Some time in the future Gibraltar Strait will be compressed and the Med will become a salty lake like the Caspian Sea... but not so far.

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Post Options Post Options   Quote YusakuJon3 Quote  Post ReplyReply Direct Link To This Post Posted: 26-Mar-2006 at 08:39
Another theory comes to mind when considering the knowledge of plate tectonics and the changes it might've brought to the geography of this planet over the period of millions of years.   There used to be a similar body of water known to modern geologists as Tethys.   At least until after the era following the great extinction of the dinosaurs, this larger sea existed where much of the Sahara Desert now exists and included what is now the Mediterranean and the Indian Ocean, which was but part of a even broader ocean at the time.  Then the continents began to drift into their current positions, and the sea floor which became northern Africa elevated until it became exposed.  Evidence of the ancient Tethys's existence is borne out by fossils of ancestors of the modern whale and porpoise dug out of the Sahara in Egypt, as well as a fish-eating dinosaur found in even older rocks in Algeria.  Some have seen the Mediterranean as being a remnant of that ancient sea now open to the oceans by that narrow strait in the west.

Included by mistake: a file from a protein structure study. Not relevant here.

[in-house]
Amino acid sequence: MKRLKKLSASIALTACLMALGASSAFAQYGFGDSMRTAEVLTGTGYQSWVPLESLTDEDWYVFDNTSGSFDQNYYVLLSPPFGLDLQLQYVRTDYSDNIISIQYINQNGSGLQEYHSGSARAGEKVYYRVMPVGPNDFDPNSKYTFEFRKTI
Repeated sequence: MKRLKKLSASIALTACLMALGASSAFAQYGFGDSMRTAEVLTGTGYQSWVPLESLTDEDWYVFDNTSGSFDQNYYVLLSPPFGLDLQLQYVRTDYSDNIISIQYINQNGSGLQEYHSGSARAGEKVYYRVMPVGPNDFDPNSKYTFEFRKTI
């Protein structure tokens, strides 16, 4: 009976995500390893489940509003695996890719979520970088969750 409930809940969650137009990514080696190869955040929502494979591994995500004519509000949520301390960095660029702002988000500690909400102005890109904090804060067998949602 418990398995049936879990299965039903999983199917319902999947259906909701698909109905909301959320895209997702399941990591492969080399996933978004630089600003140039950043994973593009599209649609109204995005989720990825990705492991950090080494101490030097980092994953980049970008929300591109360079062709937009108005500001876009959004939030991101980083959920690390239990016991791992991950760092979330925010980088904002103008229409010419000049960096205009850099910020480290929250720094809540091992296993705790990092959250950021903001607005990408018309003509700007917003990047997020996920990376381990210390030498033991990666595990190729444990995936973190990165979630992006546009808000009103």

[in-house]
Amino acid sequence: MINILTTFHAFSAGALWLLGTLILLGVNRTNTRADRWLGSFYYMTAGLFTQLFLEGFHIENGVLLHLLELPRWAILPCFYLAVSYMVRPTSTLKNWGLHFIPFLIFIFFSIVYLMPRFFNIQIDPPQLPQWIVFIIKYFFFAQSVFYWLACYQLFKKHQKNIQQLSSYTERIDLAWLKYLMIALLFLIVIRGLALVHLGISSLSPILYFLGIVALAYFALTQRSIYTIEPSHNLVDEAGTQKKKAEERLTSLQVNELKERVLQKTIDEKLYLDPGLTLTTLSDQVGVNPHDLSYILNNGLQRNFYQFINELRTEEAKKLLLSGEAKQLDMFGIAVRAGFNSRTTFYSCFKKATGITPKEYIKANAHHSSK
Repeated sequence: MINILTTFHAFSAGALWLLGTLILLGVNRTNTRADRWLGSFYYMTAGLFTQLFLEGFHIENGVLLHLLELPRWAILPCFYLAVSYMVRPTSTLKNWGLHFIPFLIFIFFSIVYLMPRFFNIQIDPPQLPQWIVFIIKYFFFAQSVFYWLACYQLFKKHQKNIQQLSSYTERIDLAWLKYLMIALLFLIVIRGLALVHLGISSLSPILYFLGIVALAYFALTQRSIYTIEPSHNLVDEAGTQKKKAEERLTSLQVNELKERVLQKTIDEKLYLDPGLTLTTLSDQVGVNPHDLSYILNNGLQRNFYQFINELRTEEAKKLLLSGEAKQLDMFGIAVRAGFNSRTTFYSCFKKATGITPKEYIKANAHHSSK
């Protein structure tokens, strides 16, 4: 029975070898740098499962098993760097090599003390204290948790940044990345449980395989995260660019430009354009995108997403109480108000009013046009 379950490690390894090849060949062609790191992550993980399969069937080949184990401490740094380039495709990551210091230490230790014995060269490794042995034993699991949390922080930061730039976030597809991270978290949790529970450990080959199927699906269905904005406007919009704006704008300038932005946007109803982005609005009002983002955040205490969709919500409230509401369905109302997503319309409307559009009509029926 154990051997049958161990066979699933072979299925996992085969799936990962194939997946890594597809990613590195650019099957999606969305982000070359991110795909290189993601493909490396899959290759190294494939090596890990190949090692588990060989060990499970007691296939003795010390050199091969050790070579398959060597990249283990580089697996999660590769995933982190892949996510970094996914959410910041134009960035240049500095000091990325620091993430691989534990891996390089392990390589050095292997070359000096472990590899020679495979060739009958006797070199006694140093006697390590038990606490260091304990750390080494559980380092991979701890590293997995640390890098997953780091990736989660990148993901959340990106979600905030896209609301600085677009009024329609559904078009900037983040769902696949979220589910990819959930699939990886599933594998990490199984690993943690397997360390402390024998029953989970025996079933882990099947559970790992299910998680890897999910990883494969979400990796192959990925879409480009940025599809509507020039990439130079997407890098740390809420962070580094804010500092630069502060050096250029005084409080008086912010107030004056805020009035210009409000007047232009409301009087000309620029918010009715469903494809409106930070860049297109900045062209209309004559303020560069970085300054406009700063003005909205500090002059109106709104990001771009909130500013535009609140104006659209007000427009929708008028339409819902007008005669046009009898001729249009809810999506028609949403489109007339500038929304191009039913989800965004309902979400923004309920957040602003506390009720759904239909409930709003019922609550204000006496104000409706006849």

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Post Options Post Options   Quote Maju Quote  Post ReplyReply Direct Link To This Post Posted: 27-Mar-2006 at 03:19
That Tethys existed doesn't mean that the ancient soil of the Sahara was then under the water: it means that Africa and Eurasia were more separated then. 

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Post Options Post Options   Quote YusakuJon3 Quote  Post ReplyReply Direct Link To This Post Posted: 28-Mar-2006 at 19:59
And yet, the whale and dinosaur fossils were found in the interior of north Africa, far from the shores of the Mediterranean.  As the sea level has also risen and fallen dramatically over periods of several millions of years, parts of the continents were submerged at one time or another.  During the last Ice Age, the floors of the Bering Sea, the English Channel and much of the sea bed surrounding the Indonesian archepelago were exposed.  Geologists are finding evidence of the Arctic Sea being landlocked and being mostly freshwater 55 million years ago during a period of warm temperatures which promoted the growth of water lilies there.  Only 15 million years before then, an inland sea existed on North America where the states of Texas, Oklahoma and Louisiana are today.

In fact, much of the continents as we know them today might have originally been undersea bedrock laid down by the same volcanic activity which continues around today's rift zones.   These are among the oldest rocks, often found at continental "cores" such as northern Canada and Siberia.  In the Himilayas, the impact of the Indian subcontinental plate literally squeezed oceanic bedrock upwards as part of the mountain range.  Ultimately, the processes of volcanism, erosion and sedimentation have added to the continent-building process, giving us the sizable landlmasses that we know in the present day.
"There you go again!"

-- President Ronald W. Reagan (directed towards reporters at a White House press conference, mid-1980s)